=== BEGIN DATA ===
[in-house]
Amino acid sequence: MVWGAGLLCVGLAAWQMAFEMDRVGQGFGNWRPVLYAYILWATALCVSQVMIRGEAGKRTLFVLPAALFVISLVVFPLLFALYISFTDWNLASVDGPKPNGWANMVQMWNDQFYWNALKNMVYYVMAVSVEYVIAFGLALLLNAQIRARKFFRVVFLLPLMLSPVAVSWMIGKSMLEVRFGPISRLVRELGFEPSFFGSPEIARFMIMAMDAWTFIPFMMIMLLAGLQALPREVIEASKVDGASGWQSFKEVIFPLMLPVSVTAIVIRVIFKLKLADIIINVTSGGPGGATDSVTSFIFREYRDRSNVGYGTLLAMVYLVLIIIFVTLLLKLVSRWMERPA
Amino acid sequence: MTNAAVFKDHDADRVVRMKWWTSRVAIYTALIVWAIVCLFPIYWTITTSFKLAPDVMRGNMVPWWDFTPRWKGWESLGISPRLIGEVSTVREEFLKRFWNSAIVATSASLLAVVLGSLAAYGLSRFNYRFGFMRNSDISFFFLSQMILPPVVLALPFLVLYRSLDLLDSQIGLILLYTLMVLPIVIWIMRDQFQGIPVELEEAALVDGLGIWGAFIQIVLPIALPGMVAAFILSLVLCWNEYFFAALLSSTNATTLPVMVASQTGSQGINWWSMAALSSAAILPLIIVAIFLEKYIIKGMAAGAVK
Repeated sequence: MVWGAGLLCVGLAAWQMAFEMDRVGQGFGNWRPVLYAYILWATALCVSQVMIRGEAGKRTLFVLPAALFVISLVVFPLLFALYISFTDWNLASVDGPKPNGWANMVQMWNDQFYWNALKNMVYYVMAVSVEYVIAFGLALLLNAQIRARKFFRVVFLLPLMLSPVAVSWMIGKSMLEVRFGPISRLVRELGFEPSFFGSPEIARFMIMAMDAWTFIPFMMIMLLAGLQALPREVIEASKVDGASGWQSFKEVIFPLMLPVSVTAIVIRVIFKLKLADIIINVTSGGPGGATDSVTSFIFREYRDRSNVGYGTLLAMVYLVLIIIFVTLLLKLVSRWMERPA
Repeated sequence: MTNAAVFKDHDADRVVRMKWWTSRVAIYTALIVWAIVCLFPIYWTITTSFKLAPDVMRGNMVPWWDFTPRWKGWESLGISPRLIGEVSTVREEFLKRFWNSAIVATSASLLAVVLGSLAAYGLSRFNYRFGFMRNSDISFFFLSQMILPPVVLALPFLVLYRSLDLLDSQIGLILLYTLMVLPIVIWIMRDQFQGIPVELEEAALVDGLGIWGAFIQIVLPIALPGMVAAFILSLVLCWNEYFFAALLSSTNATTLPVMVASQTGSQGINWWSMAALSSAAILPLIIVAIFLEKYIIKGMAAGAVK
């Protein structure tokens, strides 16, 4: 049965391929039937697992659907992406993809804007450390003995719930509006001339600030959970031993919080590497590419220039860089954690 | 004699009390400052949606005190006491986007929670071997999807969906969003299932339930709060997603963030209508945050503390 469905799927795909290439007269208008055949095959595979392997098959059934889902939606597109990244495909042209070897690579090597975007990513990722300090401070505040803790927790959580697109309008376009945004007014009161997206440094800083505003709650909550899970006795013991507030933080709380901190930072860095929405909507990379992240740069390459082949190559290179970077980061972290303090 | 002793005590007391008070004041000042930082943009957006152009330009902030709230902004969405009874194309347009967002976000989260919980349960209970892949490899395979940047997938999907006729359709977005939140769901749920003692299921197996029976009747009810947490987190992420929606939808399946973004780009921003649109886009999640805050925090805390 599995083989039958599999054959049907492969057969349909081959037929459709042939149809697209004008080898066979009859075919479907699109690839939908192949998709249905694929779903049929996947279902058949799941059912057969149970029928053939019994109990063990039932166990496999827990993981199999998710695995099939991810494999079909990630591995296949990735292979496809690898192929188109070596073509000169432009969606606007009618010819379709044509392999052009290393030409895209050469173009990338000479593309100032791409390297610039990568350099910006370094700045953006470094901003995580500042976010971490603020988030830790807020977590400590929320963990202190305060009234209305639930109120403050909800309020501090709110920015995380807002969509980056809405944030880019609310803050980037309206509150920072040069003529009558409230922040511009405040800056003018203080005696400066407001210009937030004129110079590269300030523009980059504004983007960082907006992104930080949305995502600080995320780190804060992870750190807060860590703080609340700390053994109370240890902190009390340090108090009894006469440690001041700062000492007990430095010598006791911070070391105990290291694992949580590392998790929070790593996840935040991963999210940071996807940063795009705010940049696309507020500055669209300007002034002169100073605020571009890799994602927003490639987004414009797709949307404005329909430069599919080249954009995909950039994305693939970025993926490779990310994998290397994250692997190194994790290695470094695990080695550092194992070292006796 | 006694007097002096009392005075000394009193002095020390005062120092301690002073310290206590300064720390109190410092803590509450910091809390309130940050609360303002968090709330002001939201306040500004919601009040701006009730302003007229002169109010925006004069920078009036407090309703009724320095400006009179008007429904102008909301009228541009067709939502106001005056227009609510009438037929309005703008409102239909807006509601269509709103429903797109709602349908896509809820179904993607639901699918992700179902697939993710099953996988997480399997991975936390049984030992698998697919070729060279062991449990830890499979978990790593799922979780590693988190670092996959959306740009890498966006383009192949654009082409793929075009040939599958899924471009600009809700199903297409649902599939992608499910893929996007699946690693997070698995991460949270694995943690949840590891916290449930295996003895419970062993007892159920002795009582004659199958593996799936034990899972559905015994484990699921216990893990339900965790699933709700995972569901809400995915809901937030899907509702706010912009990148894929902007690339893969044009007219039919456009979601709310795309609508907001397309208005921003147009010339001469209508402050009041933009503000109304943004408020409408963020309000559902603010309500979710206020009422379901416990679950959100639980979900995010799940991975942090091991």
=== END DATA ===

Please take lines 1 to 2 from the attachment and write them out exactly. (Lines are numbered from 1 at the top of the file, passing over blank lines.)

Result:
[in-house]
Amino acid sequence: MVWGAGLLCVGLAAWQMAFEMDRVGQGFGNWRPVLYAYILWATALCVSQVMIRGEAGKRTLFVLPAALFVISLVVFPLLFALYISFTDWNLASVDGPKPNGWANMVQMWNDQFYWNALKNMVYYVMAVSVEYVIAFGLALLLNAQIRARKFFRVVFLLPLMLSPVAVSWMIGKSMLEVRFGPISRLVRELGFEPSFFGSPEIARFMIMAMDAWTFIPFMMIMLLAGLQALPREVIEASKVDGASGWQSFKEVIFPLMLPVSVTAIVIRVIFKLKLADIIINVTSGGPGGATDSVTSFIFREYRDRSNVGYGTLLAMVYLVLIIIFVTLLLKLVSRWMERPA